Researchers have developed biomaterials for bone regeneration from beer brewing waste.
A collaboration among the Mahou and Createch Co., Universidad Politécnica de Madrid (UPM) and the Institute of Materials Science and the Institute of Catalysis and Petrochemistry of Consejo Superior de Investigaciones Científicas (CSIC), has developed biocompatible materials to be used as support for bone regeneration from bagasse (residue) left over after beer brewing.
Bagasse is constituted by organic waste from malt, never experiencing modifications afterwards. This is the reason why bagasse is considered a subproduct, commonly used to make fodder and it is inexpensive.
The resulting new materials are an alternative to prosthetic material made from processed sheep bones or expensive synthetic materials.
The waste obtained from the beer brewing process contains the main chemical components found in bones (phosphorus, calcium, magnesium and silica), that after undergoing modification processes, this waste can be used as support or scaffold to promote bone regeneration for medical applications such as coating prosthesis or bone grafts. Waste usage from the food industry is a great source of raw material recovery because it is rich in chemical diversity and it can reduce the impact generated by the accumulation of waste in the environment.
Mouse osteoblasts growing over 3D matrixes developed from food industry waste. Credit: Milagros Ramos and Ana Martínez Serrano, CTB-UPM
So far, the usage of synthetic materials as bone substitutes is the most used therapy for treatment of bone diseases. The therapeutic strategies are based on stiff porous scaffolds made of biocompatible materials to be used as molds. These molds will provide mechanical stability and will promote the growth of the new bone tissue that helps its regeneration.
The synthetic calcium phosphates are frequently used as matrices and coatings for orthopedic implants because of their resemblance to the composition of a bone. These materials are often obtained through chemical reactions of complex synthesis that use toxic reagents (for example benzoyl peroxides benzene and aniline) and calcinations at high temperatures close to 1500 ° C. As a result of this process, we obtain bioceramics but just after adding silicon through the hydrolysis of TEOS and sintering over 1,100 ° C.
The billing of the brewing sector was €2,990 million in 2012, almost covering completely the total production of malt and hops in the country. The most common products in the production process are bagasse, yeast and malt dried residues.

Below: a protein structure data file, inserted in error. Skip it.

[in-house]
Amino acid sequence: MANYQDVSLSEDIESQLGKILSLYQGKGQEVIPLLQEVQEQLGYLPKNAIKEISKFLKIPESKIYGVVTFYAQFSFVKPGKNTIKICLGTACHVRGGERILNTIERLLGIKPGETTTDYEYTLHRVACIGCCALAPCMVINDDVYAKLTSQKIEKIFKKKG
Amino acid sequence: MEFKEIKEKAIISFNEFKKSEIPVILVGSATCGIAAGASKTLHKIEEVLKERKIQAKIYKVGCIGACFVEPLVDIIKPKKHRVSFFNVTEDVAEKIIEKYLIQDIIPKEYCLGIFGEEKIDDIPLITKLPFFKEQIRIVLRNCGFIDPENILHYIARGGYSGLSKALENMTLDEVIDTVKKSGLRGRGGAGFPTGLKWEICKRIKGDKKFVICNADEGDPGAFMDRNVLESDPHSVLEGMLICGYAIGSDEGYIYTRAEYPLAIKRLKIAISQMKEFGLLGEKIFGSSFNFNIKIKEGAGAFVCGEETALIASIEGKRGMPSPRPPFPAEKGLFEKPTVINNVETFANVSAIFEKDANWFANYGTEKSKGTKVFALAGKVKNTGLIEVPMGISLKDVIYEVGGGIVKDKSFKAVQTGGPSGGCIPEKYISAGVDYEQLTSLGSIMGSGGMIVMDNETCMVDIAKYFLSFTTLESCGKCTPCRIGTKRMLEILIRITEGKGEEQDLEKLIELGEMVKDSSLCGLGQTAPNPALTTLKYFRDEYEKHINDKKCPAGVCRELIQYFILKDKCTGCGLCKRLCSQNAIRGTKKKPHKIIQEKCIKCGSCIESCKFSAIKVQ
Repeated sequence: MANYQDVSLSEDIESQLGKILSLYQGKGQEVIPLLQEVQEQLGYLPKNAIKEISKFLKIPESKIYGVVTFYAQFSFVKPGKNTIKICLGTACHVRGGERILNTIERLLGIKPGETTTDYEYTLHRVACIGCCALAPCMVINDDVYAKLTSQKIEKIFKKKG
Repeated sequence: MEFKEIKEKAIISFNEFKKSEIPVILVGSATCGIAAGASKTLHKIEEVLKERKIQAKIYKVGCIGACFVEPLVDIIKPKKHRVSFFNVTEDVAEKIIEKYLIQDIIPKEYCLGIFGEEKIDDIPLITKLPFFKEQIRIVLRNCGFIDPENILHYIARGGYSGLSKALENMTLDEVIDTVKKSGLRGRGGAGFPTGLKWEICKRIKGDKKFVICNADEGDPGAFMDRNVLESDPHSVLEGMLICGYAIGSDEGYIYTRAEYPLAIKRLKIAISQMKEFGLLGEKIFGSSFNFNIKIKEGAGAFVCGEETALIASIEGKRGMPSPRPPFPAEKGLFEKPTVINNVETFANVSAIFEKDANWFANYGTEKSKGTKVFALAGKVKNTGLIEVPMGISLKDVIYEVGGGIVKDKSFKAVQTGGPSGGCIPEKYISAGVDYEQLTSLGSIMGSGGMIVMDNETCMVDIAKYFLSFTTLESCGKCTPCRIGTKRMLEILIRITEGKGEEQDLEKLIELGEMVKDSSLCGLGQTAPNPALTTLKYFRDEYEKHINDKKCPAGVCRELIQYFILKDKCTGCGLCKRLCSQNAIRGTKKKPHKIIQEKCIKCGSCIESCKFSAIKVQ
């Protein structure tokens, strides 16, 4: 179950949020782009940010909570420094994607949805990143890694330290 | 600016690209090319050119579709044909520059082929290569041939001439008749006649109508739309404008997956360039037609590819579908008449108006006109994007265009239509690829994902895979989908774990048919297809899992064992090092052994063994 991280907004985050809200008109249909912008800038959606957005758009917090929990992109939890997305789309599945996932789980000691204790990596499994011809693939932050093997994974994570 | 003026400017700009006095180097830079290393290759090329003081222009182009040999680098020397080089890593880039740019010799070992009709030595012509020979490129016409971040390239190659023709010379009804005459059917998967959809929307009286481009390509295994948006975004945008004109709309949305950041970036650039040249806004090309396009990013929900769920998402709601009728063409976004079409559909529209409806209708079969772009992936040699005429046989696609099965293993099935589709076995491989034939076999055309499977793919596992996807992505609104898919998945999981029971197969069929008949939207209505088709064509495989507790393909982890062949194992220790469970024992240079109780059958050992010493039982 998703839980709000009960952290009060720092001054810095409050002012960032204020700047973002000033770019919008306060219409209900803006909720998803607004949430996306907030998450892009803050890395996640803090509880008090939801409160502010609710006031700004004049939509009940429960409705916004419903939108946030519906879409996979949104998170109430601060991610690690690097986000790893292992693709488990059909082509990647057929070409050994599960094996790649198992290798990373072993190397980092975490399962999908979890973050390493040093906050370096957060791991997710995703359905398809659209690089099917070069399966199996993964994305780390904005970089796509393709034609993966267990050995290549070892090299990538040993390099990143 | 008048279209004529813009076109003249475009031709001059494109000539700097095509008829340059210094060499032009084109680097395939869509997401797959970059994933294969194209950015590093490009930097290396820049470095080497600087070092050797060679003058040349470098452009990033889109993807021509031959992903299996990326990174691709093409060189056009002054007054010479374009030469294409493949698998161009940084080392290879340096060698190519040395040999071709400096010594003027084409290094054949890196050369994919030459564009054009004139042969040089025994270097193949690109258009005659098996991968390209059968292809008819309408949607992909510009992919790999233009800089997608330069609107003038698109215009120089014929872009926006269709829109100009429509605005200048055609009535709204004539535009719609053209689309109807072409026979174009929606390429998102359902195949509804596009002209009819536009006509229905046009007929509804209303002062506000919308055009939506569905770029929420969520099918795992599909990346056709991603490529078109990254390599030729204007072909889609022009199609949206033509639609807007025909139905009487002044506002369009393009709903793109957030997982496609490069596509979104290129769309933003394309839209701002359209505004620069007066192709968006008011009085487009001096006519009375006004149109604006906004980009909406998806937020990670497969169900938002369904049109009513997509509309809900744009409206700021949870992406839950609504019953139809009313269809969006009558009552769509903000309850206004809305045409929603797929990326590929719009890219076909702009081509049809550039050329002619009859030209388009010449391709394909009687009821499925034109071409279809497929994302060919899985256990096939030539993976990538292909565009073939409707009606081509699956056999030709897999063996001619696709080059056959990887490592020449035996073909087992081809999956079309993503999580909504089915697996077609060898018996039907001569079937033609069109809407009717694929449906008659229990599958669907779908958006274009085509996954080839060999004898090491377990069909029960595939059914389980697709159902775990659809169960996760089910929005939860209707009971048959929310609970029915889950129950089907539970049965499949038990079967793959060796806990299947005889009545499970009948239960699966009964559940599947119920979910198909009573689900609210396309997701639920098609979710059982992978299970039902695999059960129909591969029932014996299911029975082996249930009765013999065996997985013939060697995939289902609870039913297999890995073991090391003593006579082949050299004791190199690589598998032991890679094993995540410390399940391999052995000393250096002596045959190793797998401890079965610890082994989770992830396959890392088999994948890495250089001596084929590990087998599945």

Biomaterial used as a matrix for bone regeneration and made by a porous block of 1 cm height which was obtained from the beer bagasse treatment. Credit: Angeles Martín Luengo, Malcolm Yates and Eduardo Sáez, ICMM-CSIC and ICP-CSIC
The treatments applied to bagasse residue in this research give as a result a new material rich in silicon, phosphorus, calcium and magnesium. The analysis of this new material shows the presence of interconnected pores of between 50 and 500 microns in diameter which is similar to the porosity of cancellous bone. All this would facilitate the complete vascularization after the bone implant.
A first approach using cell cultures has established the biocompatibility of the materials by analyzing the cell viability of cultured osteoblasts in the presence of powder materials components. Then, after compacting and sintering the materials that became 3D solid matrixes, the ability of bone-like cells to adhere to these materials were analyzed.
Also, researchers analyzed how these materials proliferate and distinguish from the mature bone cells which are able to express typical markers of bone phenotype such as alkaline phosphatase and to conduct the collagen synthesis and mineralization of the extracellular matrix.
Citation: SÁEZ ROJO, E; RAMOS, M; YATES, M; MARTÍN-LUENGO, MA; MARTÍNEZ SERRANO, AM; CIVANTOS, A; LÓPEZ-LACOMBA, JL; REILLY, G; VERVAET, C; TARTERRA, JL; FITE LB; VEGA ARGOMANIZ, L. “Preparation, characterization and in vitro osteoblast growth of waste-derived biomaterials”. RSC Advances 4 (25): 12630-12639. DOI: 10.1039/c3ra47534d. Pub 2014.
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